Opioid intoxication is characterized by maladaptive and clinically significant behavioral changes developing within minutes to a few hours after opioid use (see DSM-IV-TR for substance intoxication on general approaches to substance abuse disorder. Symp-toms include an initial euphoria sometimes followed by dysphoria or apathy. Psychomotor retardation or agitation, impaired judgment, and impaired social or occupational functioning are commonly seen. Intoxication is accompanied by pupillary constriction unless there has been a severe overdose with consequent anoxia and pupillary dilatation. Persons with intoxication are often drowsy (described as being “on the nod”) or even obtunded, have slurred speech, im-paired memory and demonstrate inattention to the environment to the point of ignoring potentially harmful events. Dryness of secre-tions in the mouth and nose, slowing of gastrointestinal activity and constipation are associated with both acute and chronic opioid use. Visual acuity may be impaired as a result of pupillary constriction. The magnitude of the behavioral and physiologic changes depends on the dose as well as individual characteristics of the user such as rate of absorption, chronicity of use and tolerance. Symptoms of opioid intoxication usually last for several hours, but are dependent on the half-life of the particular opioid that has been used. Severe intoxication following an opioid overdose can lead to coma, respira-tory depression, pupillary dilatation, unconsciousness and death.
Opioid withdrawal is a clinically significant, maladaptive behav-ioral and physiological syndrome associated with cessation or re-duction of opioid use that has been heavy and prolonged (see DSM-IV-TR criteria for substance withdrawal from general approaches to substance abuse disorders p. 410. It can also be precipitated by administration of an opioid antagonist such as naloxone or naltrex-one. Patients in opioid withdrawal typically demonstrate a pattern of signs and symptoms that are opposite the acute agonist effects. The first of these are subjective and consist of complaints of anxiety, rest-lessness and an “achy feeling” that is often located in the back and legs. These symptoms are accompanied by a wish to obtain opioids (sometimes called “craving”) and drug-seeking behavior, along with irritability and increased sensitivity to pain. Additionally, patients typically demonstrate three or more of the following: dysphoric or depressed mood; nausea or vomiting; diarrhea; muscle aches; lacri-mation or rhinorrhea; increased sweating; yawning; fever; insomnia; pupillary dilatation; fever; and piloerection. Piloerection and with-drawal-related fever are rarely seen in clinical settings (other than prison) as they are signs of advanced withdrawal in persons with a very significant degree of physiologic dependence; opioid-dependent persons with “habits” of that magnitude usually manage to obtain drugs before withdrawal becomes so faradvanced. For short act-ing drugs such as heroin, withdrawal symptoms occur within 6 to 24 hours after the last dose in most dependent persons, peak within 1 to 3 days and gradually subside over a period of 5 to 7 days. Symp-toms may take 2 to 4 days to emerge in the case of longer acting drugs such as methadone or levo-alpha-acetylmethadol (LAAM). Less acute withdrawal symptoms are sometimes present and can last for weeks to months. These more persistent symptoms can include anxiety, dysphoria, anhedonia, insomnia and drug craving.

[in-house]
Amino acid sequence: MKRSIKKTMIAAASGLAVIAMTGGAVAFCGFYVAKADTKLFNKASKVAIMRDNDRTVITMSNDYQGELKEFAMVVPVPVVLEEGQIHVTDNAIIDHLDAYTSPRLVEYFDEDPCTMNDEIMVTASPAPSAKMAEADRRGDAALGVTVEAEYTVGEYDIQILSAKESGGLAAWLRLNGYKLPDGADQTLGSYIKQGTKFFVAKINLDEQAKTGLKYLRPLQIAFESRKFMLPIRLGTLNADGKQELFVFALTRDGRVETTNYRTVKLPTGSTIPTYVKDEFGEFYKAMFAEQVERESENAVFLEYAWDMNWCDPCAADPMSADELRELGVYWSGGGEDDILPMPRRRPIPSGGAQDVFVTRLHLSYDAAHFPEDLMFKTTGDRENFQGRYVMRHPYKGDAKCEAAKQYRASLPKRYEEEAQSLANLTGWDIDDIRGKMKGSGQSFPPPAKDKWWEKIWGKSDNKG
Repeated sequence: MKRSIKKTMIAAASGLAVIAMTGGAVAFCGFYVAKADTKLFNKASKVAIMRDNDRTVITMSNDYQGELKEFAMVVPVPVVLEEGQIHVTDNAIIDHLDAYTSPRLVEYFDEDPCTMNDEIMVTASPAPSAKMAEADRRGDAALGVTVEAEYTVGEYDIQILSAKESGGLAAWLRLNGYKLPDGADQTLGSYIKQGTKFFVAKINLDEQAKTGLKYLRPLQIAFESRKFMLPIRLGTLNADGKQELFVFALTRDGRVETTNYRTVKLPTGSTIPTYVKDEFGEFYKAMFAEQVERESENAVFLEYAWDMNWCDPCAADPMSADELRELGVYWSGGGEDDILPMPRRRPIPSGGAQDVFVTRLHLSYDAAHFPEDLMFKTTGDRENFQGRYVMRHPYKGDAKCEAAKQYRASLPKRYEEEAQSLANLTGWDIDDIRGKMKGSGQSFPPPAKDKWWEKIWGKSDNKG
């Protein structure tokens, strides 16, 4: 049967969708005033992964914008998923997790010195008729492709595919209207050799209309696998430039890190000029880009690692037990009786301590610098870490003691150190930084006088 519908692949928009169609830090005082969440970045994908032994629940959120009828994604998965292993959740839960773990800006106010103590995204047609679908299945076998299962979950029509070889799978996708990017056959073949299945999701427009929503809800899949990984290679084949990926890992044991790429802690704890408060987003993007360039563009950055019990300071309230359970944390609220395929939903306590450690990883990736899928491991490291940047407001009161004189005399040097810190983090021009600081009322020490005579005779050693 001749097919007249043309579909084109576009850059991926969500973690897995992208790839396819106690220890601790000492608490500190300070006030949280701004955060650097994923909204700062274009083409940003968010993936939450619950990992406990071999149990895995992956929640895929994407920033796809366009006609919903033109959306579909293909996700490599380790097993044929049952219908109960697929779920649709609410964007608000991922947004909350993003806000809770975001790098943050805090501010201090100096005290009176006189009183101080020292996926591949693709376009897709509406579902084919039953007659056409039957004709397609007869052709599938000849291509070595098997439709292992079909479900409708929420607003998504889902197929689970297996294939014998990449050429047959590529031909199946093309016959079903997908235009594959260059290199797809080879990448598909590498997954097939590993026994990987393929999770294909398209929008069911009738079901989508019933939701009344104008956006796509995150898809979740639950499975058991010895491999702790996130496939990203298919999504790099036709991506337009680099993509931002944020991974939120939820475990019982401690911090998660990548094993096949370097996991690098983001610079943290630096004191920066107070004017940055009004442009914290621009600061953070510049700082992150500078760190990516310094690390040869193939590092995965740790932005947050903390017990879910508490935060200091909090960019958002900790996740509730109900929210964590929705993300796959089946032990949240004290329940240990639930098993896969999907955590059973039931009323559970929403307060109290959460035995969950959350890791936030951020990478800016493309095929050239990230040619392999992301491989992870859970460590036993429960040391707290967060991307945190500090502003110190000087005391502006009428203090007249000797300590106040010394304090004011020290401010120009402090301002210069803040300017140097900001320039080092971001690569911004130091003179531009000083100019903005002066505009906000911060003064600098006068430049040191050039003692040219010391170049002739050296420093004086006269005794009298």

Opioid dependence is diagnosed by the signs and symptoms associated with compulsive, prolonged self-administration of opioids which are used for no legitimate medical purpose, or if a medical condition exists that requires opioid treatment, are used in doses that greatly exceed the amount needed for pain relief. Persons with opioid dependence typically demonstrate continued use in spite of adverse physical, behavioral and psychological consequences. Almost all persons meeting criteria for opioid de-pendence have significant levels of tolerance and will experience withdrawal upon abrupt discontinuation of opioid drugs. Persons with opioid dependence tend to develop such regular patterns of compulsive use that daily activities are typically planned around obtaining and administering drugs.
Opioids are usually purchased on the illicit market, but they can also be obtained by forging prescriptions, faking or ex-aggerating medical problems, or by receiving simultaneous pre-scriptions from several physicians. Physicians and other health care professionals who are dependent will often obtain opioids by writing prescriptions or by diverting opioids that have been prescribed for their own patients.
Opioid abuse is a maladaptive pattern of intermittent use in haz-ardous situations (driving under the influence, being intoxicated while using heavy machinery, working in dangerous places, etc.), or periodic use resulting in adverse social, legal, or interpersonal problems (see DSM-IV-TR criteria on p. 409). All of these signs and symptoms can also be seen in persons who are dependent; abuse is characterized by less regular use than dependence (i.e., compulsive use not present) and by the absence of significant tolerance or withdrawal. As with other substance use disorders, opioid abuse and dependence are hierarchical and thus persons diagnosed as having opioid abuse must never have met criteria for opioid dependence.